Another area of interest for biological therapy in the hip and knee, and this includes cell therapy, is to help with the regeneration of dead bone. In a condition called avascular necrosis, or AVN, there is death of a segment of the bone near the joint. This can sometimes progress onwards to become severe arthritis. Early reports of the use of cells to regenerate bone in AVN are encouraging.

There are many other reasons why cell therapy might be used. These techniques may be relevant to different patients and can be employed as required.

What does the procedure involve?

The procedure is in the form of arthroscopy (keyhole surgery) of the hip or knee. Patients often ask whether cell therapy (BMAC) involves surgery on two separate occasions. For the techniques that we use, only a single operation is normally required. This is generally carried out as a day-case procedure for knee arthroscopy while most hip arthroscopy patients will have a one-night stay in hospital. Once the patient is under general anaesthesia, an aspirate of their blood and/or marrow is taken with a special needle. The bone marrow is concentrated using multiple centrifugations in the operating theatre, and while the patient is still asleep, to concentrate the cell fraction. At the same time the keyhole operation (arthroscopy) is commenced to access the hip or knee joint. The surgeon uses specialist arthroscopy techniques to prepare the tissue bed so that it is ready to receive the BMAC. The harvested cells, alongside a suitable scaffold, are then injected through the same keyholes that are routinely used for the arthroscopy.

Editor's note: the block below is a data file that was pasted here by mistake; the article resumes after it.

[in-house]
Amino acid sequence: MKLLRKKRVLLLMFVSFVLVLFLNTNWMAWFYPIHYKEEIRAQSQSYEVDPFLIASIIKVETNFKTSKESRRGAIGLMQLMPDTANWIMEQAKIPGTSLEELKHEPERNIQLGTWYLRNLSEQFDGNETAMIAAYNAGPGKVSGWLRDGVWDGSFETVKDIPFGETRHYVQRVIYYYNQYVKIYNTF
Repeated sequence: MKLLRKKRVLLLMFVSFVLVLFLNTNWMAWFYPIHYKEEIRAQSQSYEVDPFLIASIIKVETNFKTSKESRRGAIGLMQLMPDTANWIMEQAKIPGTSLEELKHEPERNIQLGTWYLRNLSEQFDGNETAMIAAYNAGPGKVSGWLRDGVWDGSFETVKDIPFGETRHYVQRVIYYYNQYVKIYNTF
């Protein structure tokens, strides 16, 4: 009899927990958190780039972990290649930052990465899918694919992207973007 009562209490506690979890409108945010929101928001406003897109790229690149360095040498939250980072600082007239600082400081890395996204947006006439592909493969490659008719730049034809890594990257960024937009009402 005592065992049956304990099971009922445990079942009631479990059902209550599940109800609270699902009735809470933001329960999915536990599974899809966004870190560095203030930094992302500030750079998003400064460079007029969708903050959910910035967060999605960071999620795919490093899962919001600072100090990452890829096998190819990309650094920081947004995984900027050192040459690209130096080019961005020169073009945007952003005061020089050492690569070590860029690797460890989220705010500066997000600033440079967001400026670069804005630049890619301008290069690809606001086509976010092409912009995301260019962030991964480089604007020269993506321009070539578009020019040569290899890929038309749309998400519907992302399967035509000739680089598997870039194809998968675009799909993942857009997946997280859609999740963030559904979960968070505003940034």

What are the side effects?

Any surgical intervention carries a degree of risk and those are explained elsewhere on this website. However, the surgical procedures used for cell therapy are the same as those for routine hip or knee arthroscopy operations (complications of hip and knee arthroscopy). There is a theoretical risk of infection, but this is low and surgery is in any event covered by antibiotic treatment.

What is the evidence for cell therapy?

Cell therapy is a relatively new procedure. However, it has created so much interest worldwide that extensive research has been taking place in this field. Animal and human studies have been published that have suggested a favourable response to cell therapy in hips, knees and even ankles. Our practice routinely collects data on almost all patients who undergo surgical treatment under our care; assessment questionnaires are periodically sent to those who have undergone surgery. This is an invaluable source of information that helps us to inform our patients, publish in the literature, and train others who are interested in the techniques we undertake.

Next Steps – what to do if you think you may benefit from biological therapy?

Insured Patients: Simply visit your GP and ask them to refer you to either Mr Ali Bajwa or Mr Richard Villar of the Villar Bajwa Practice at the Princess Grace Hospital, London. Mr Richard Villar has now retired from operating in the United Kingdom, although still holds clinics, but Mr Bajwa is undertaking surgery frequently. Clinics are held regularly in both Cambridge and London. Your GP will write a letter of referral and then either you or your GP can contact us to arrange your first out-patient appointment on 0207 908 3777.

Self-Pay Patients: To book a consultation, we will require a referral to Mr Bajwa or Mr Villar from your GP or Specialist.